As compared with other Western European countries, Germany has a relatively well-funded health service. More than 10% of gross domestic product is spent on health care as compared with slightly less than 7% in England and Wales (Organisation for Economic Cooperation and Development, 2002). The numbers of psychiatrists and of psychiatric beds per population are in the European middle range. Many components of modern mental health care have been widely established. This includes day hospitals, day centres, work rehabilitation services, counselling, residential services of varying intensity and even small multi-disciplinary out-patient services with an outreach function for patients with severe and chronic mental illnesses, which are attached to in-patient units (‘Institutsambulanz’). However, there are no community mental health teams, and no agency has overall responsibility for community mental health care in a given catchment area. The principles of community-based care might be endorsed by many mental health professionals, but practice is variable and integration of care remains problematic. There is no substantial barrier between primary and secondary care and patients can directly access psychiatrists in office-based practice and receive specialised treatment whenever they feel the need (Bauer et al, 2001). However, this might be changed in the near future to reduce the costs of the system. Most out-patients are on the case-loads of office-based psychiatrists who are paid on a fee-for-performance basis in a strictly regulated market with a semi-statutory professional organisation exerting stringent control and negotiating fees with health insurance organisations. On average, there is one psychiatrist in office practice per 16 300 population. Additionally, there is one psychotherapist with a medical or psychological qualification working in office practice for less than 5000 population.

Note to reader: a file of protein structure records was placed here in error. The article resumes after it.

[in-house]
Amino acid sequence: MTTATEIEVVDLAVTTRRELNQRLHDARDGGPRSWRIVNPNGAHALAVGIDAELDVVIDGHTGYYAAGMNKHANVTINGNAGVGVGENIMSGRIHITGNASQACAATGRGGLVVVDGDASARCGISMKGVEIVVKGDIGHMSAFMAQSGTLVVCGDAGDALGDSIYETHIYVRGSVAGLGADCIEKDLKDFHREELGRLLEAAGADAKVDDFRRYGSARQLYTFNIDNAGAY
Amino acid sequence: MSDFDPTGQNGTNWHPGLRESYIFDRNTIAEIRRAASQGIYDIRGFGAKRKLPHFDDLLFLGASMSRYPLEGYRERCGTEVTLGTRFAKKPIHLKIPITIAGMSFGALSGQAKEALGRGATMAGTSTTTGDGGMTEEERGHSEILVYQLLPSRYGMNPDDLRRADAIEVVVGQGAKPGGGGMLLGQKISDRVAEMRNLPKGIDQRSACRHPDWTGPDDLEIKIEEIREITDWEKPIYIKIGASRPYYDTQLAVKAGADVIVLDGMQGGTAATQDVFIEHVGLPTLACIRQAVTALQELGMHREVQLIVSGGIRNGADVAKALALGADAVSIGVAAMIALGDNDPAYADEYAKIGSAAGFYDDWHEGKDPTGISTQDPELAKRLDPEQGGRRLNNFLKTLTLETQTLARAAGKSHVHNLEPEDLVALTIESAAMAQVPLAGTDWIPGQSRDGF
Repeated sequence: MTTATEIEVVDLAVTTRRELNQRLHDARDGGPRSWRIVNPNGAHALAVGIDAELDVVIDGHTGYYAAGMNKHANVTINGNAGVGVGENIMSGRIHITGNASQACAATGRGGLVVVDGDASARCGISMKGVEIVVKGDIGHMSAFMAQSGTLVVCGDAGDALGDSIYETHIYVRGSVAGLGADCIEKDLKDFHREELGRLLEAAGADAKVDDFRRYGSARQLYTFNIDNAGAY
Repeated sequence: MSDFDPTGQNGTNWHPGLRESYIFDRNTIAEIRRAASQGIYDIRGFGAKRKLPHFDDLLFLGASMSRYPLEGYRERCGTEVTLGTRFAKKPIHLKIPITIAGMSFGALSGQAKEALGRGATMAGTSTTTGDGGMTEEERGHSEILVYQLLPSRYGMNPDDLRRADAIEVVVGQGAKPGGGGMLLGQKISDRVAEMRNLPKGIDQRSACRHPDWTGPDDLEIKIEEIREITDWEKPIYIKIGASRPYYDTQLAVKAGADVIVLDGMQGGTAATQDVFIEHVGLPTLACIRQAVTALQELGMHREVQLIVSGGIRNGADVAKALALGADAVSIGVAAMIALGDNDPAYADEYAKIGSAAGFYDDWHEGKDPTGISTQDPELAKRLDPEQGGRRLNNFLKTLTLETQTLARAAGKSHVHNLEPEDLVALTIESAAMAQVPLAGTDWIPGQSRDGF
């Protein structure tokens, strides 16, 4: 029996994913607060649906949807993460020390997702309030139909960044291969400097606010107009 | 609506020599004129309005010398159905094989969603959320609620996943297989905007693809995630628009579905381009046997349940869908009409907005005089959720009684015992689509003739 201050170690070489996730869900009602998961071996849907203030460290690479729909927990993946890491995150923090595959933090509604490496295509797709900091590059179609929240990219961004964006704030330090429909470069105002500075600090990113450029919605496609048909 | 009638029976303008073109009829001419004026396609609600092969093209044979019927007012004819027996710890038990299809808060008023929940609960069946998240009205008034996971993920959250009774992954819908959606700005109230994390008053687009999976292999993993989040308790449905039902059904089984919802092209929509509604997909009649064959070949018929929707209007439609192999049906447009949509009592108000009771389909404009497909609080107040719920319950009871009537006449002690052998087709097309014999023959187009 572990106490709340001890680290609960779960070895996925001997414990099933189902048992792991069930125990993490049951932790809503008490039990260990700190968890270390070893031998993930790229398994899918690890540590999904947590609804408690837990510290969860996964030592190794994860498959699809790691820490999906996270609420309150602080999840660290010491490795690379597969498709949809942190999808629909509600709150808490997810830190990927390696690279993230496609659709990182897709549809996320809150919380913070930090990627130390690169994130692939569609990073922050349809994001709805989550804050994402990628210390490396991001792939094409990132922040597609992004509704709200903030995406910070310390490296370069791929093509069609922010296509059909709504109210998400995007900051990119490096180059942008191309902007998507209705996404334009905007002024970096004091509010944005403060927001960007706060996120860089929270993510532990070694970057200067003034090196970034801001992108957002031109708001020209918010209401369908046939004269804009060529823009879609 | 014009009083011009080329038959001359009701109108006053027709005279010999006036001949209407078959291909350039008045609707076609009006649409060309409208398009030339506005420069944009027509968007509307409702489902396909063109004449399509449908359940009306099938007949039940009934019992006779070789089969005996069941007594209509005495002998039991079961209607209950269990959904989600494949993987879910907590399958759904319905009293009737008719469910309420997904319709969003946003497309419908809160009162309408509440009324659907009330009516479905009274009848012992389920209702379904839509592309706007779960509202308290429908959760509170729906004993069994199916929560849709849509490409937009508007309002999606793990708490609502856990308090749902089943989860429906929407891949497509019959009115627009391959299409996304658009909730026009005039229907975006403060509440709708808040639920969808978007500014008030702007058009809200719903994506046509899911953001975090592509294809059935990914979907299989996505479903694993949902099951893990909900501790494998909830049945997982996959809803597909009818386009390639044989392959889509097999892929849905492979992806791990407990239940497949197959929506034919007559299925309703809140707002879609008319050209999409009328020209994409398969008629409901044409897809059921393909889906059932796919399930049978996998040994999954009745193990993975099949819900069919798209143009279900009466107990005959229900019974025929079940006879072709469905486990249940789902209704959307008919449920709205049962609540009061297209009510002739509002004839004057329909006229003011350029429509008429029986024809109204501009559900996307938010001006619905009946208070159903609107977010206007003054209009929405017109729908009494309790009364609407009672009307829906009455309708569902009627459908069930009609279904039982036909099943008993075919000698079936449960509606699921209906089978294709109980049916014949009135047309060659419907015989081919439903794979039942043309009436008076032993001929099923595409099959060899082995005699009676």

This paper describes two major initiatives beginning in 1990 and 1997, i.e. the staffing directive for psychiatric hospital services and the guidelines for commissioning community services for chronic mentally ill. The APK (Aktion Psychisch Kranke, i.e. Action Mentally Ill), a non-governmental, non-profit organisation was founded in 1971 and is funded by the German Ministry of Health. The organisation works at the interface between mental health professionals and federal policy, and has organised various influential expert commissions including the aforementioned Psychiatrie-Enquete.
The federal directive on staffing of psychiatric hospital services (‘Psych-PV’)
In general, psychiatric asylums in Germany were not closed but downsized and better equipped for acute treatment. In addition, further psychiatric in-patient units were established in general district hospitals. The former function of asylums in long-term care was transferred to residential and other services in the community. From 1980-2000 the number of psychiatric hospitals, i.e. former asylums, decreased by only 4% (to 202). However, their size decreased drastically by two-thirds, bringing the bed ratio down to 0.4/1000 population. Within the same period, psychiatric units in general hospitals about doubled their number to 220 with their bed ratio increasing to 0.26/1000. Including old age and addiction services, there are on average 0.66 psychiatric beds per 1000 population with significant regional variation.